So we have a mix of engineering, finance, utility and nonutility experience. We have diverse geographies, a couple of people in Florida, one is Texas, we’ve got one in Indiana. So we have experience across the United States, across the utility business and I think it’s a group that has really stood us in good stead. Let me just say a sentence or two about what the Board does and how it interacts with the management.
I’ve been on a number of public company boards and I’m not seeing one in which there is such collaboration between the management and the Board. That doesn’t mean that we’re not hardnosed and questioning but it does mean that we have an ability to work together; the likes of which I’m not seen in another public companies. It really is a terrific collaborative relationship.
Our goal is to be in the utility business. We have no other objective. We wish to be a provider of the affordable, reliable, safe electricity and gas to customers. We are in the process over the years of gradually reintegrating the company, and by that I mean gradually restoring the generation capability which was spun off a number of years ago.
I think we’re building toward a good mix of coal, gas, wind, and most recently an acquisition of hydropower, which we expect to conclude a year or so. I think it will give us terrific balance and will provide electricity and gas supplies to our customers in the long term that are affordable. We think it’s in the best interest to the customers and we’re anxious to see the transaction close.
So let me subside at that point. I’ll pass it back to Bob and we’ll all be available for questions at the conclusion.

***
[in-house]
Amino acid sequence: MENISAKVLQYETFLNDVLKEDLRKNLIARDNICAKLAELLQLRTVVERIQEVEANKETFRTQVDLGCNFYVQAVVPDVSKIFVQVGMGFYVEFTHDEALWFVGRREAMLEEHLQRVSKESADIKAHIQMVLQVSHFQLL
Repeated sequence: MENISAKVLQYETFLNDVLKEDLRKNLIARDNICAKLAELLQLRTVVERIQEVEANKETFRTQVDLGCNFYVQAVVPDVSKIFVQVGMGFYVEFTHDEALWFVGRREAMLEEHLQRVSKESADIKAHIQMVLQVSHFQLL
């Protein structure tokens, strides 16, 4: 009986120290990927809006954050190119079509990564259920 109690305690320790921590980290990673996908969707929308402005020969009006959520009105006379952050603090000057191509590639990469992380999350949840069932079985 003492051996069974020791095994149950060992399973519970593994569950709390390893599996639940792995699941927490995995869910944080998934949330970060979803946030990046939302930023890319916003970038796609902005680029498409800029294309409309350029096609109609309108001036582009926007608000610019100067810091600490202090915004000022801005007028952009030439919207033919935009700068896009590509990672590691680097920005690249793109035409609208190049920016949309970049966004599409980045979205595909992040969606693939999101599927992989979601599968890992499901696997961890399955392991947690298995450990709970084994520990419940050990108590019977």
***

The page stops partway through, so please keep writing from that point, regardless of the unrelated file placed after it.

Thank you, Linn. You see around you photographs of our service territory, of our facilities and equipment and particularly of our employees. The reason we’re excited about what we do is because of the mission we have and the opportunity to work with these people to serve our customers and we appreciate all of you because your investment makes that mission possible.
Now to introduce very briefly the executives and they’ll each come up and say a little bit and if you could stand up as well. But what I’ll say about the entire team is, first of all, every one of them is very hands on. They’ve got a set of skills themselves, number one, number two. Each of them is tremendous team leader and behind them are many, many other very skilled and dedicated people. We feel pleased with the team that they’re really able to work them.
Number three, they’re all members of a team and of course the team you’re on is I think they’re more important than the team you lead and this group really does work together as the team, as we make decisions, as we go through the budgeting process, everyone from their own perspective does make sure that decisions are made as well as possibly can be and then execute it.